Teen obesity is an epidemic that has grown considerably throughout the years. Unhealthy weight gain in teens is often attributed to poor diet, lack of exercise, and a genetic predisposition to obesity. It is commonly believed that if a child eats less, he or she will eventually lose weight. But it's not so much about quantity than it is about frequency, according to a recent study. Findings suggest that teens — including those who are genetically predisposed — could lower their risk of becoming overweight or obese by consuming five meals a day.
A team of researchers from the University of Finland conducted a 16-year follow-up study that examined more than 4,000 Finnish teens from before birth to age 16, identifying the early-life risk factors for obesity. They also observed for any possible association between the disease and meal frequency.
The meal plan that teens followed in the study consisted of breakfast, lunch, dinner, and two snacks. Boys and girls who followed a regular five-meal-a-day plan were found to lower their risk of being overweight or obesity, the Daily Mail reports. The researchers found that there was a reduction in belly fat, or abdominal obesity, in boys when they ate five small meals a day. Skipping the most important meal of the day — breakfast — was associated with a greater body mass index (BMI) and waist circumference.
Belly fat is a risk factor for metabolic syndrome, which is the name for a group of risk factors that identify whether a person is at high risk for developing heart disease, diabetes, and stroke, according to the National Heart, Lung, and Blood Institute. Men who have a waist circumference of more than 40 inches, and women who have a waist circumference of more than 35 inches, could possibly be at risk for metabolic syndrome.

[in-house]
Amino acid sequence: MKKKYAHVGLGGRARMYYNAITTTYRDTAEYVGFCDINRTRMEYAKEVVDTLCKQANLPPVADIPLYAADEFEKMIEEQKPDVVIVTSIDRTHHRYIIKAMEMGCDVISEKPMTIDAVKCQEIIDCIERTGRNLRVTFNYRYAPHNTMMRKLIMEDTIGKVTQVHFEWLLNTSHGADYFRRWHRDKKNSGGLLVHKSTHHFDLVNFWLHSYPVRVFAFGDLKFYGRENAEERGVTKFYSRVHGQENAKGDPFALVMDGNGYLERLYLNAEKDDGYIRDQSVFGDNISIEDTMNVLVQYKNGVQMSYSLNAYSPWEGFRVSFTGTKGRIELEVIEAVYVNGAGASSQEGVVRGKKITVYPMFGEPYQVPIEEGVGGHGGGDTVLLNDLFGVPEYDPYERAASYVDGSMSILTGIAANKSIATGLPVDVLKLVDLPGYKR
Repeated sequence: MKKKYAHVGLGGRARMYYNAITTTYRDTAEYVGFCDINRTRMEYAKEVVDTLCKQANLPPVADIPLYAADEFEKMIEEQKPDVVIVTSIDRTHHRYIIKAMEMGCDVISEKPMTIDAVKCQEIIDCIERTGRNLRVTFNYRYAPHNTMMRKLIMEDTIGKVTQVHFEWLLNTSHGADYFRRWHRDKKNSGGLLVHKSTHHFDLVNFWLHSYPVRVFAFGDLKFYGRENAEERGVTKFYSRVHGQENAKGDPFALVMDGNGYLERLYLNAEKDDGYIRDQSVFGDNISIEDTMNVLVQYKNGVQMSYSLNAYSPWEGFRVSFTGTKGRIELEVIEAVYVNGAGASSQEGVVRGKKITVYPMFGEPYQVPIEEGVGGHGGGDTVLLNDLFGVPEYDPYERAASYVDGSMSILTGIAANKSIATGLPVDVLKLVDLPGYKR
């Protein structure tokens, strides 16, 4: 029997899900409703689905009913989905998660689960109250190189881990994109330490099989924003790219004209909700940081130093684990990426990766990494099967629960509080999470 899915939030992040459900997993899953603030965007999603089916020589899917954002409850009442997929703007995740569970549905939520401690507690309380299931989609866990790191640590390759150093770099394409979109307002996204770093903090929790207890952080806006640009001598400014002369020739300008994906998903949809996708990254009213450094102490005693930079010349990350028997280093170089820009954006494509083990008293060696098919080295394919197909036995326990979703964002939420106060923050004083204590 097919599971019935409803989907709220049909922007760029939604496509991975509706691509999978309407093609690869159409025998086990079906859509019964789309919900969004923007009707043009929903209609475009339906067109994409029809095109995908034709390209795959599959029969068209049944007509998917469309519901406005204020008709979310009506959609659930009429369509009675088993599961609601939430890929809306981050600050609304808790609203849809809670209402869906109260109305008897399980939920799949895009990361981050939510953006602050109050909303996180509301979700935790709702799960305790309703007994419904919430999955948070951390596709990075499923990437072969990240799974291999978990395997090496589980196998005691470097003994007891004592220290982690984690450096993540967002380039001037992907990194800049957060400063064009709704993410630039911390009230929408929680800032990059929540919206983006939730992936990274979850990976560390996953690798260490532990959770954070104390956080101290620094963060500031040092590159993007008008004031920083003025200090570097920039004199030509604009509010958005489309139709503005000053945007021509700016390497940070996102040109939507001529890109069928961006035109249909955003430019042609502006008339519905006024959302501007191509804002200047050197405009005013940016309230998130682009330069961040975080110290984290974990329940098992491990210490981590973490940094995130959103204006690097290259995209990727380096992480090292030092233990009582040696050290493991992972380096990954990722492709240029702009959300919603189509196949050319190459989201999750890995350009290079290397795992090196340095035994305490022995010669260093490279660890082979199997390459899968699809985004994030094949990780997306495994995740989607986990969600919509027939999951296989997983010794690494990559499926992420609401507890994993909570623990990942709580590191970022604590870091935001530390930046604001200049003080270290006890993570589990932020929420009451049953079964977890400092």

Regularly following the five-meal-a-day plan also reduced the effect of eight gene mutations that cause obesity. While genetic deficiencies are typically rare, variations in these genes can predispose a person to obesity. Parents’ weight may also predetermine if their children will be obese even before they are born. In the study, maternal obesity was found to be a greater risk factor for a child becoming obese, while paternal obesity closely followed. Children whose parents were both overweight with a BMI of 25 or more were also more likely to become obese.
“These findings emphasize the importance of taking an early whole family approach to childhood obesity prevention,” said Anne Jaaskelainen, of the University of Eastern Finland, reports the Daily Mail. “Furthermore, it is important to be aware the effects of predisposing genotypes can be modified by lifestyle habits such as regular meal frequency."
According to the American Heart Association, one in three American children is overweight or obese. Teen obesity can lead to increased risk of heart disease, type 2 diabetes, asthma, and breathing difficulties during sleep.
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